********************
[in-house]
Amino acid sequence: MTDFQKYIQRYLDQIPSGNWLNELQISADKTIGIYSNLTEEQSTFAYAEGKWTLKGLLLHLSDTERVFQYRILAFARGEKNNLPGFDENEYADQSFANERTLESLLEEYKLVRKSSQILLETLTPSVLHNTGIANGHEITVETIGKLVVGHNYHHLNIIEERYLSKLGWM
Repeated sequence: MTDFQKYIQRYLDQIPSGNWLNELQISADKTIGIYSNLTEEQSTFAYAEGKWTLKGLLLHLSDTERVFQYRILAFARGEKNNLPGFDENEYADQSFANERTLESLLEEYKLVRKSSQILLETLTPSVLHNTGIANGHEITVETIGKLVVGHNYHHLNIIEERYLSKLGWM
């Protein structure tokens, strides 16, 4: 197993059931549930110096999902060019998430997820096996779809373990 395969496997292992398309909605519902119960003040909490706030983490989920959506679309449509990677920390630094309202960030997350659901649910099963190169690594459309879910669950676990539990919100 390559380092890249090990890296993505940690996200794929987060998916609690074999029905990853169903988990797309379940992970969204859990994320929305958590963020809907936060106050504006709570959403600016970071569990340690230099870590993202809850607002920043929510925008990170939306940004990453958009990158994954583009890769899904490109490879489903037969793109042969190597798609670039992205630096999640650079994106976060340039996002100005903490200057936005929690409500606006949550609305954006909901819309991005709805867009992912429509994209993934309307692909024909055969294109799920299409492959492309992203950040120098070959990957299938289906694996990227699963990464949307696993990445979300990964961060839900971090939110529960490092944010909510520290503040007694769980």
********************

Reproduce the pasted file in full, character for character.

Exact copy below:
[in-house]
Amino acid sequence: MTDFQKYIQRYLDQIPSGNWLNELQISADKTIGIYSNLTEEQSTFAYAEGKWTLKGLLLHLSDTERVFQYRILAFARGEKNNLPGFDENEYADQSFANERTLESLLEEYKLVRKSSQILLETLTPSVLHNTGIANGHEITVETIGKLVVGHNYHHLNIIEERYLSKLGWM
Repeated sequence: MTDFQKYIQRYLDQIPSGNWLNELQISADKTIGIYSNLTEEQSTFAYAEGKWTLKGLLLHLSDTERVFQYRILAFARGEKNNLPGFDENEYADQSFANERTLESLLEEYKLVRKSSQILLETLTPSVLHNTGIANGHEITVETIGKLVVGHNYHHLNIIEERYLSKLGWM
């Protein structure tokens, strides 16, 4: 197993059931549930110096999902060019998430997820096996779809373990 395969496997292992398309909605519902119960003040909490706030983490989920959506679309449509990677920390630094309202960030997350659901649910099963190169690594459309879910669950676990539990919100 390559380092890249090990890296993505940690996200794929987060998916609690074999029905990853169903988990797309379940992970969204859990994320929305958590963020809907936060106050504006709570959403600016970071569990340690230099870590993202809850607002920043929510925008990170939306940004990453958009990158994954583009890769899904490109490879489903037969793109042969190597798609670039992205630096999640650079994106976060340039996002100005903490200057936005929690409500606006949550609305954006909901819309991005709805867009992912429509994209993934309307692909024909055969294109799920299409492959492309992203950040120098070959990957299938289906694996990227699963990464949307696993990445979300990964961060839900971090939110529960490092944010909510520290503040007694769980």